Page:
Members of SPEEA, Boeing's white-collar engineering union, overwhelmingly voted Monday to reject the company's contract offer. The two sides will return at 1 p.m. Tuesday to the bargaining table, where negotiations could continue for months.
As expected, members of Boeing’s white-collar engineering union overwhelmingly voted to reject the company’s contract offer.
The count was just 608 to accept the contract and 15,097 to reject, or 96 percent.
As the result was announced, a loud chant started and was taken up by the crowd of assembled union officials and volunteer ballot counters: “Chicago, can you hear me now!”
The immediate effect of the vote is that the two sides will return at 1 p.m. Tuesday to the bargaining table, where negotiations could continue for months.
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The result tilts the balance of the contract struggle, delivering a setback for Boeing, whose top corporate executives work in Chicago, and strengthening the bargaining power of the leadership of the Society for Professional Engineering Employees in Aerospace (SPEEA).
The union represents more than 23,000 Puget Sound-area employees, engineers and other technical professionals. Union officials said SPEEA members plan to keep pressure on the company with rallies and marches at the factories on Wednesday.
The mail-in ballots were counted and the vote outcome announced late Monday night in a room at the union’s Tukwila headquarters, where a projection on the wall showed a large caricature that tweaked the name of a popular video game into “Angry Nerds.”
At the count, SPEEA executive director Ray Goforth said the company throughout the negotiations seemed to doubt that the union really spoke for its members.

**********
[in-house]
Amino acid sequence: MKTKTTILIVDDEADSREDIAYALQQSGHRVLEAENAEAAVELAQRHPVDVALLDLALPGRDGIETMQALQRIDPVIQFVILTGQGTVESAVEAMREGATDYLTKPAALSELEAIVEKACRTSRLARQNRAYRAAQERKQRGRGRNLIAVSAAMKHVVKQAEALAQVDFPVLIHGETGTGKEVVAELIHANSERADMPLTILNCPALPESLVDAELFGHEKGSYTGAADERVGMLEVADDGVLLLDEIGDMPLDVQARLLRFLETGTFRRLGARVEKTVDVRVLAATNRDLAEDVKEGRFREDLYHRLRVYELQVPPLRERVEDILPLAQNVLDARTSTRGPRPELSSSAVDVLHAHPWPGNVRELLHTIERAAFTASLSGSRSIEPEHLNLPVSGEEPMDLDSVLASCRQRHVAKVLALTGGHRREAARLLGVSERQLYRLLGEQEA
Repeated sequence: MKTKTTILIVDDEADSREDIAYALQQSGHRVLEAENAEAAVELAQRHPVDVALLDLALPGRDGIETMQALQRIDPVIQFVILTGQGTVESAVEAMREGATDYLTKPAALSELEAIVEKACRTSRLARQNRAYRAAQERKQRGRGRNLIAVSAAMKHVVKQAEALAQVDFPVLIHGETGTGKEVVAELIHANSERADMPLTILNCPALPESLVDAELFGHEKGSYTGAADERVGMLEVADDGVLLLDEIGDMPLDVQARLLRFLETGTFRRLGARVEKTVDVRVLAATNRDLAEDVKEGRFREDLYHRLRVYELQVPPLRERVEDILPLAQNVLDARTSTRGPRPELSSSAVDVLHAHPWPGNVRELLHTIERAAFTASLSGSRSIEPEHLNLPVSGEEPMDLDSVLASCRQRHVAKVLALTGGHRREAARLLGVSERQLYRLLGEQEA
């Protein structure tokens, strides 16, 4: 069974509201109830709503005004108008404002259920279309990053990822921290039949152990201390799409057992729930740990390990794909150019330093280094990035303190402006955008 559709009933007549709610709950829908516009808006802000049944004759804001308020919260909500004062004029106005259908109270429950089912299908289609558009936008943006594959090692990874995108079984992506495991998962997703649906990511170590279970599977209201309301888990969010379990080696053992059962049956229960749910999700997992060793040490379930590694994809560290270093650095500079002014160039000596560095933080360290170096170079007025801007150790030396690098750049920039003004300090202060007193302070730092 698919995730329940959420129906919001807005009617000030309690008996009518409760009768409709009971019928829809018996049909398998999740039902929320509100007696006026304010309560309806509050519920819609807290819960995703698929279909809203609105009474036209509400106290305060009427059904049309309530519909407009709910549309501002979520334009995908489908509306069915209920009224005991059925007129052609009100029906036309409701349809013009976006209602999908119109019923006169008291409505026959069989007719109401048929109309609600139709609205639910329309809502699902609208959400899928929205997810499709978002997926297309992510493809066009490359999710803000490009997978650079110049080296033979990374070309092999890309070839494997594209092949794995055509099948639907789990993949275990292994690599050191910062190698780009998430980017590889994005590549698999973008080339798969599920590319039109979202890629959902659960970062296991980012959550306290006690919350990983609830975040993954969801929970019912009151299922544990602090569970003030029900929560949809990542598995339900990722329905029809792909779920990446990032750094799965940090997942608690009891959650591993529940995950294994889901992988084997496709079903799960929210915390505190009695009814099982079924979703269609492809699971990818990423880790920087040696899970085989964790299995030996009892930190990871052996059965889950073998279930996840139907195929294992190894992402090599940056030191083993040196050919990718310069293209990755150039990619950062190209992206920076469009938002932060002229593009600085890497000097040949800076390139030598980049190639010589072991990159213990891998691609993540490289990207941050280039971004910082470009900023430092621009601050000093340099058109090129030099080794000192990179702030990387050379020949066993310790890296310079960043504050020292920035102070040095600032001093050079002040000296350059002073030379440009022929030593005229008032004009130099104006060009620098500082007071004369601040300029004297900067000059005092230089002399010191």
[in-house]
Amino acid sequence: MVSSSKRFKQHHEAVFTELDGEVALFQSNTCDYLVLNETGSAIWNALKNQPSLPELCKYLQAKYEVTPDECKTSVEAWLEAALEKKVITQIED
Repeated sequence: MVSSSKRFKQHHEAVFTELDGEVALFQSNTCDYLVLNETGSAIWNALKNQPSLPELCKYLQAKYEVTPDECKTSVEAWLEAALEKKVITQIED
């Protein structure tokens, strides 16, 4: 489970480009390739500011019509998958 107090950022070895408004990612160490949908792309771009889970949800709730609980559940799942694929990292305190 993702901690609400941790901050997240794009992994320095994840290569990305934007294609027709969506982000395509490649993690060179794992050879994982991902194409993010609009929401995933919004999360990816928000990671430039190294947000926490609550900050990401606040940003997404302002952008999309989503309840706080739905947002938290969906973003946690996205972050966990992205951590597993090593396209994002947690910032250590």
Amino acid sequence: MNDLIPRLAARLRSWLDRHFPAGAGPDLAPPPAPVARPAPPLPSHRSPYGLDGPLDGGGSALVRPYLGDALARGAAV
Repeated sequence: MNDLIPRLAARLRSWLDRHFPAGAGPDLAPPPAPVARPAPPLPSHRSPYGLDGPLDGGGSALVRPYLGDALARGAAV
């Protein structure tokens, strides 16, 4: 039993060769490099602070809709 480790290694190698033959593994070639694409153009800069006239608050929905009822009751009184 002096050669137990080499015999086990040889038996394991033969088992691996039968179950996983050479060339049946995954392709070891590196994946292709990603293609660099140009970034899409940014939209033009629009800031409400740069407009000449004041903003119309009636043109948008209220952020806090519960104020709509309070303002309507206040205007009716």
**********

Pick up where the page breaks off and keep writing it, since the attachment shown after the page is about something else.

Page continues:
“Hopefully, now that we’ve disposed of that issue, the company will start to engage,” Goforth said.
Boeing, in a message sent to employees late Monday night, said the company is “committed to continuing discussions, answering questions and considering any proposals or counterproposals from your negotiations team.”
Boeing’s message added that while Saturday is the expiration date of the contract, it remains in effect until Nov. 25 and that no strike can take place before then.
On Nov. 25, the Sunday after Thanksgiving Day, the contract will terminate as a result of SPEEA filing a 60-day termination notice, as permitted by the terms of the current contract.
Goforth said he expects the bargaining ahead to be difficult.
He said he finds it “really troubling” that the company inserted language throughout the contract that the union interprets as giving management unilateral authority to make administrative changes — for example, to change what procedures are covered by a medical plan or even to eliminate retiree medical benefits.
If Boeing won’t remove that language, Goforth said, “I can’t imagine the negotiating team agreeing to any contract, no matter how good the economics are.”
Boeing executives have insisted that the changes to the contract language were purely procedural and that, for example, the company has no intention of eliminating retiree medical benefits.
There is clearly a high level of distrust between company executives and union officials.
Goforth has warned of a potential strike if the talks fail, though that prospect remains far off despite this initial vote.
The union, whose members are highly paid professionals, has had only one serious strike — when the engineers walked out for 40 days a dozen years ago.
While the union wields the threat of a damaging strike, the company has also been talking tough.
Speaking to the editorial board of The Seattle Times last week, Boeing engineering leader Mike Delaney insisted that if the union drives too tough a bargain, it will harm its own members in the long run.
Delaney warned that if the company is forced to give local employees higher compensation and benefits than they would earn in other markets, Boeing will slowly but inevitably move engineering work out of the Puget Sound region — especially high-end tasks developing new airplanes, as well as defense projects.
Yet the initial rejection of the contract offer could clear the way for the beginning of real bargaining.
Because union officials decided the company wasn’t listening sufficiently during the negotiations leading up to contract expiration, they chose to put this initial offer to a vote rather than continue negotiations.
Boeing management complained that this tactic denied it the chance to tweak the offer in ways that might have addressed some of the union’s issues and made the offer more attractive to members.
Now Boeing will have a chance to make those amendments.
It looks like the first sticking point will be the interpretation of the problematic contract language. After that, the two sides will still have to hammer out the economic details.
Dominic Gates: 206-464-2963 or email@example.com